“We scientists have found that doing a kindness produces the single most reliable momentary increase in well-being of any exercise we have tested…. Here is the exercise: find one wholly unexpected kind thing to do tomorrow and just do it. Notice what happens to your mood.” (Martin Seligman)
The holiday season can be stressful. It’s a time when another year is hurtling toward its close—often reminding us of unmet goals and the swift passage of time. It’s also a time when expectations and obligations collide with excess, and unless we’ve learned to set reasonable boundaries, stress is often the result.
Multiple recent studies show that one great way to counter stress is to spread some kindness. Research by Elizabeth Raposa, Holly Laws, and Emily Ansell, from the Department of Psychiatry at Yale University’s School of Medicine, showed that when people extend small acts of kindness, such as holding a door, offering assistance, or waving a car into a line of traffic, they experience less stress than on days when they don’t perform these small kindnesses.
The aim isn’t to be the kindest person in the room, it’s to be the kindest version of yourself. According to Ansell: “It’s not just whether you’re more altruistic than the next person, it’s that being more altruistic than usual can change your experience from day to day. It’s all about doing more than your average.”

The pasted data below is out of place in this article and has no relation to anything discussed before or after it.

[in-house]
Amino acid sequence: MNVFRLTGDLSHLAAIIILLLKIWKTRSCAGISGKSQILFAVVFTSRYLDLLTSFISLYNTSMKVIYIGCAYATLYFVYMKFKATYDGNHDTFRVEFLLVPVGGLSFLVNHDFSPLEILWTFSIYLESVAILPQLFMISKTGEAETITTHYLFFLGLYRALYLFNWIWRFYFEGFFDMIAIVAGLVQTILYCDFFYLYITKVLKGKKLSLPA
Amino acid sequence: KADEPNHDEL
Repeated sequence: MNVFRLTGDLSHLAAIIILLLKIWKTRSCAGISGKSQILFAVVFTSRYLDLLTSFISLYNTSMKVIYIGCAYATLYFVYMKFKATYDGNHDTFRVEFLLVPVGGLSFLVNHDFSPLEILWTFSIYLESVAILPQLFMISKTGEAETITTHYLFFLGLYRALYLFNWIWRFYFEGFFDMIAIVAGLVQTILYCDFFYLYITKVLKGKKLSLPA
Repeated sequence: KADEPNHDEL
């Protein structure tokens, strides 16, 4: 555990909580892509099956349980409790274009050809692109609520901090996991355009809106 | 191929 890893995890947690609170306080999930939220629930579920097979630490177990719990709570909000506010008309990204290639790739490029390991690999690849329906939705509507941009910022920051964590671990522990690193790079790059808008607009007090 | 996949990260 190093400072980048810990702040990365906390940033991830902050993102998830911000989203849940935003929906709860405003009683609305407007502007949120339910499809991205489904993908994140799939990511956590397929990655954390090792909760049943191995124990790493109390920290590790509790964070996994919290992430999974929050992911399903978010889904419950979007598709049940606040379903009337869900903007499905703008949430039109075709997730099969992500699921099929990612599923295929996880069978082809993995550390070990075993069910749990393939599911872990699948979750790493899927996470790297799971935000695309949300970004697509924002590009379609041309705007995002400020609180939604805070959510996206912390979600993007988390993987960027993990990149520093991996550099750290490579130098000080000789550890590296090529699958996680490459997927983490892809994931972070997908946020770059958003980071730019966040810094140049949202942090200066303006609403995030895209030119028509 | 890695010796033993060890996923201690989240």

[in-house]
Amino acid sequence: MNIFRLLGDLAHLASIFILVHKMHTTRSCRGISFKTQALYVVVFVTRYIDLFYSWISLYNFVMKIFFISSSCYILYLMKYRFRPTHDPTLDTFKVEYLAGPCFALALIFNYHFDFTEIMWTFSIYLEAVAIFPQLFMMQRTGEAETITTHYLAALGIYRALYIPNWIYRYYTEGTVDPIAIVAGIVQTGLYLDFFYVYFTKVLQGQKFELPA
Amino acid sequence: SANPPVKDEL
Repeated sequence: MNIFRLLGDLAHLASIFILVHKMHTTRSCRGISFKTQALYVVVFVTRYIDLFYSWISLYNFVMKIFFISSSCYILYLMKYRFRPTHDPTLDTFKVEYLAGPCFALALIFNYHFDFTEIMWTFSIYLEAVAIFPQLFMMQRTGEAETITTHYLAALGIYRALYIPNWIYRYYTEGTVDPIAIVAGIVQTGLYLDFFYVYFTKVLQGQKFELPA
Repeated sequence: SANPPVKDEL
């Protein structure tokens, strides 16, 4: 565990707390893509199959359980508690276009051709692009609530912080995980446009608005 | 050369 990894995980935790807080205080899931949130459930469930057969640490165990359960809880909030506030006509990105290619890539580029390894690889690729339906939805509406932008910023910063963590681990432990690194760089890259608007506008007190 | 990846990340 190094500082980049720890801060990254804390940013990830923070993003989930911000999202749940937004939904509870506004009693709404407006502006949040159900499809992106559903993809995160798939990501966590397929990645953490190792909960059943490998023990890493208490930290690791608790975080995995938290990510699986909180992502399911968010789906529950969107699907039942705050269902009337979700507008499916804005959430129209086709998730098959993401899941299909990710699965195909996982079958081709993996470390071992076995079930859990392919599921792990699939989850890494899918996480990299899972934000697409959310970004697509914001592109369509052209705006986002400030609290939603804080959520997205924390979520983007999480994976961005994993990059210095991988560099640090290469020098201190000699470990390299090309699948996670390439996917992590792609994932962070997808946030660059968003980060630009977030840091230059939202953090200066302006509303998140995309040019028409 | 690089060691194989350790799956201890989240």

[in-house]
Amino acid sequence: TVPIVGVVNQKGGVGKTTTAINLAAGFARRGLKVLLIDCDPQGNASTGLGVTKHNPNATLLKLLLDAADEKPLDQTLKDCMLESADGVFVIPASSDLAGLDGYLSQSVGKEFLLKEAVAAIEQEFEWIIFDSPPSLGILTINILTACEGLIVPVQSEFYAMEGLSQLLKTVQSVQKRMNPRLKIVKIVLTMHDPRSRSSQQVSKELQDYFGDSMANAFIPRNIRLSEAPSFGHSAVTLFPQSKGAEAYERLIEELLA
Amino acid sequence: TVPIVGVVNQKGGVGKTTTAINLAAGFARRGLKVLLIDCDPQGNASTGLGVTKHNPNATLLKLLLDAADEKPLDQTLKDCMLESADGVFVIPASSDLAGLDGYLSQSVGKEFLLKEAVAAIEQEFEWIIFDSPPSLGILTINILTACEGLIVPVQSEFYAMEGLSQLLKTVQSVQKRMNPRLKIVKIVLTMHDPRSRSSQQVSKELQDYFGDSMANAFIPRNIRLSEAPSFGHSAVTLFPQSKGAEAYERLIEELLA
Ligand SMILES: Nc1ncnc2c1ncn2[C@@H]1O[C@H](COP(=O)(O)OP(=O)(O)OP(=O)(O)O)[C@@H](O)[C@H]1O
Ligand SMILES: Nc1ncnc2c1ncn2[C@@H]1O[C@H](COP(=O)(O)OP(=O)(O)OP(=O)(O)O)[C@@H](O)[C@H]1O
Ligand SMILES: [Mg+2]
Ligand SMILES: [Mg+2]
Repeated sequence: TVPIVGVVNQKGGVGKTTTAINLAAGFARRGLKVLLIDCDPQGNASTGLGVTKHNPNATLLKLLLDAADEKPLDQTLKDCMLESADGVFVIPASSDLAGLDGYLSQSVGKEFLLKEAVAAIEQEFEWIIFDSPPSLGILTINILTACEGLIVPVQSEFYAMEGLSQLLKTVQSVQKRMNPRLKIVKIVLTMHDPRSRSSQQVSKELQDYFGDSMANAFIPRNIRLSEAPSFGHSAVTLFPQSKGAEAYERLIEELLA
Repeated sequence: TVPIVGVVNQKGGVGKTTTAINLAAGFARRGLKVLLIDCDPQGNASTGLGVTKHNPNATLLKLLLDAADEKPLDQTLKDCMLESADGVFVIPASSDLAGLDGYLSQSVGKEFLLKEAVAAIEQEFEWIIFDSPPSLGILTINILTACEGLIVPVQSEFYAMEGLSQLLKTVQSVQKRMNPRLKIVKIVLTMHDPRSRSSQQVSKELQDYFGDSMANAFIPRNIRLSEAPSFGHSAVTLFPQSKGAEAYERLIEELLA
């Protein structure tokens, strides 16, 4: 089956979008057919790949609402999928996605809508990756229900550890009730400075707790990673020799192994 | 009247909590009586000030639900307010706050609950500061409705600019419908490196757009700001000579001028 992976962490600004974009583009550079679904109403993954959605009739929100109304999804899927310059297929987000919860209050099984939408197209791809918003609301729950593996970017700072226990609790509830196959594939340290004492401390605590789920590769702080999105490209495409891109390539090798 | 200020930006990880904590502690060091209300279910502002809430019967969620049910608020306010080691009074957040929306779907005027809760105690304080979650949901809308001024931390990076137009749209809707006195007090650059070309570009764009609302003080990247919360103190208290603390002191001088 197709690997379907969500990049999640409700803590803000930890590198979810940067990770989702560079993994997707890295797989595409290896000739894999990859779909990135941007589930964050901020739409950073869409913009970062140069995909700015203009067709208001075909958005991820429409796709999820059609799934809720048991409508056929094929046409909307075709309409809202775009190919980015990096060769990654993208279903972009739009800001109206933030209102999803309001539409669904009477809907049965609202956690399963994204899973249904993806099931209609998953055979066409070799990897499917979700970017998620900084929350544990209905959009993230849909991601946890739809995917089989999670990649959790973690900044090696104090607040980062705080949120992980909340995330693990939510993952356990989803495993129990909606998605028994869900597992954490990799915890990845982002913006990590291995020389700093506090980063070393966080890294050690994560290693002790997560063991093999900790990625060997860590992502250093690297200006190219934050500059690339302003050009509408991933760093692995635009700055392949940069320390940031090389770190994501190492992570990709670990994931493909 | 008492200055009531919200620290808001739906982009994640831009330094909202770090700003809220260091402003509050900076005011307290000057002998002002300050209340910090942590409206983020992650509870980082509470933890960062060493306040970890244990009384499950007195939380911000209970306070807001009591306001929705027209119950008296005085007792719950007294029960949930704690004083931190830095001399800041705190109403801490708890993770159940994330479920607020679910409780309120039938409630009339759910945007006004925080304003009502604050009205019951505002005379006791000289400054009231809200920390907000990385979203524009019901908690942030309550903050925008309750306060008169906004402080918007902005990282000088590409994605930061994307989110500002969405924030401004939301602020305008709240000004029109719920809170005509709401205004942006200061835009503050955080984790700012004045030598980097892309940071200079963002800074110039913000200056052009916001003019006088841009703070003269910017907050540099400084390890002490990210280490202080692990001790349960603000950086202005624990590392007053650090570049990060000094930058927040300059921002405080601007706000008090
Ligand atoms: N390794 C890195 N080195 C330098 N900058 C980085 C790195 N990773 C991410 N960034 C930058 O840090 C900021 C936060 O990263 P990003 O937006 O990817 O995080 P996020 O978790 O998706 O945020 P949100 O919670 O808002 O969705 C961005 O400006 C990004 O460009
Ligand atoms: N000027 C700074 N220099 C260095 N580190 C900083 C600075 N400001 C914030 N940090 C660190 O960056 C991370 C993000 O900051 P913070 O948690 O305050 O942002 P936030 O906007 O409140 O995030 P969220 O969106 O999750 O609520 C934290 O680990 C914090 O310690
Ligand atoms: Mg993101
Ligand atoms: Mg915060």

The study showed that when participants recorded fewer instances of extending kindness or assistance to others, they experienced greater stress and negative emotions. When they extended more kindnesses, they reported lower than average feelings of stress and corresponding negative emotions.
This means that no matter what our kindness baseline may be, a small increase in our efforts can make for a happier and less stress-filled day.
The Yale research has been corroborated by Michael Poulin, a professor of psychology at the University at Buffalo. His studies suggest that one reason acts of kindness reduce stress may be that they take our mind off our own troubles: “When you are thinking about helping other people, you’re simply not thinking as much about yourself and your problems.”
There’s also plenty of evidence that engaging in acts of kindness stimulates the production of serotonin, oxytocin, and endorphins in our bodies, all of which are known to elevate mood and induce calming.
Neuroscientist James Doty, founder of Stanford’s Center for Compassion and Altruism Research and Education, agrees: “That is the reward for caring,” he says. “It is wired within us that when we care and nurture, it affects our physiology in a very positive way.”
The only way to know for sure if kindness will reduce your stress levels is to try it. So, as you head to the mall to search for the perfect gift for that person who really doesn’t need anything, or as you attend one too many obligatory holiday events, or as you find yourself worrying about credit card bills or excess calories, look for the next opportunity to extend a kindness. You might just make someone’s day—and that someone might be you.
“Ask yourself: Have you been kind today? Make kindness your modus operandi and change your world.” (Annie Lennox)